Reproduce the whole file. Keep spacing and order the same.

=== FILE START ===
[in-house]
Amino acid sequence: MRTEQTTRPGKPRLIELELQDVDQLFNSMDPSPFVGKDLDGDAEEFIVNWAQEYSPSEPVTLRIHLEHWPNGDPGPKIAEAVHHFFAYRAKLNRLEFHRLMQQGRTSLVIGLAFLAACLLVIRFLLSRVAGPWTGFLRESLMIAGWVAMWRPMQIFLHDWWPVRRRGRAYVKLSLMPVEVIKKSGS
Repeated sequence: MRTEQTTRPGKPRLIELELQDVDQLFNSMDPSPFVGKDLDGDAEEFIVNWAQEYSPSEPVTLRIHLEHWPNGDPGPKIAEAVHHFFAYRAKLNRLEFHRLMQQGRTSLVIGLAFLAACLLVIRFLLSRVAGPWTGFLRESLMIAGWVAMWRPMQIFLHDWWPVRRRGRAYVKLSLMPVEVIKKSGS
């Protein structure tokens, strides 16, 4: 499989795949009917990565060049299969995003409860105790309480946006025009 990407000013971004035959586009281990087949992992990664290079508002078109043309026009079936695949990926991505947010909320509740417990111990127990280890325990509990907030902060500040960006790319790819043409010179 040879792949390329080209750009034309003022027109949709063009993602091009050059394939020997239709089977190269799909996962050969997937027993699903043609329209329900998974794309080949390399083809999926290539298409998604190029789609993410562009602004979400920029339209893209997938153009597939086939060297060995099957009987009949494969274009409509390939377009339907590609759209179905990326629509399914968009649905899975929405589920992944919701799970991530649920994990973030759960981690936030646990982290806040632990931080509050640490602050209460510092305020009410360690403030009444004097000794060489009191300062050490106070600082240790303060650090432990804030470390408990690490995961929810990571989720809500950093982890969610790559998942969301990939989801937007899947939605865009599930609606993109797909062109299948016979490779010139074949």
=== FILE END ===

[in-house]
Amino acid sequence: MRTEQTTRPGKPRLIELELQDVDQLFNSMDPSPFVGKDLDGDAEEFIVNWAQEYSPSEPVTLRIHLEHWPNGDPGPKIAEAVHHFFAYRAKLNRLEFHRLMQQGRTSLVIGLAFLAACLLVIRFLLSRVAGPWTGFLRESLMIAGWVAMWRPMQIFLHDWWPVRRRGRAYVKLSLMPVEVIKKSGS
Repeated sequence: MRTEQTTRPGKPRLIELELQDVDQLFNSMDPSPFVGKDLDGDAEEFIVNWAQEYSPSEPVTLRIHLEHWPNGDPGPKIAEAVHHFFAYRAKLNRLEFHRLMQQGRTSLVIGLAFLAACLLVIRFLLSRVAGPWTGFLRESLMIAGWVAMWRPMQIFLHDWWPVRRRGRAYVKLSLMPVEVIKKSGS
């Protein structure tokens, strides 16, 4: 499989795949009917990565060049299969995003409860105790309480946006025009 990407000013971004035959586009281990087949992992990664290079508002078109043309026009079936695949990926991505947010909320509740417990111990127990280890325990509990907030902060500040960006790319790819043409010179 040879792949390329080209750009034309003022027109949709063009993602091009050059394939020997239709089977190269799909996962050969997937027993699903043609329209329900998974794309080949390399083809999926290539298409998604190029789609993410562009602004979400920029339209893209997938153009597939086939060297060995099957009987009949494969274009409509390939377009339907590609759209179905990326629509399914968009649905899975929405589920992944919701799970991530649920994990973030759960981690936030646990982290806040632990931080509050640490602050209460510092305020009410360690403030009444004097000794060489009191300062050490106070600082240790303060650090432990804030470390408990690490995961929810990571989720809500950093982890969610790559998942969301990939989801937007899947939605865009599930609606993109797909062109299948016979490779010139074949």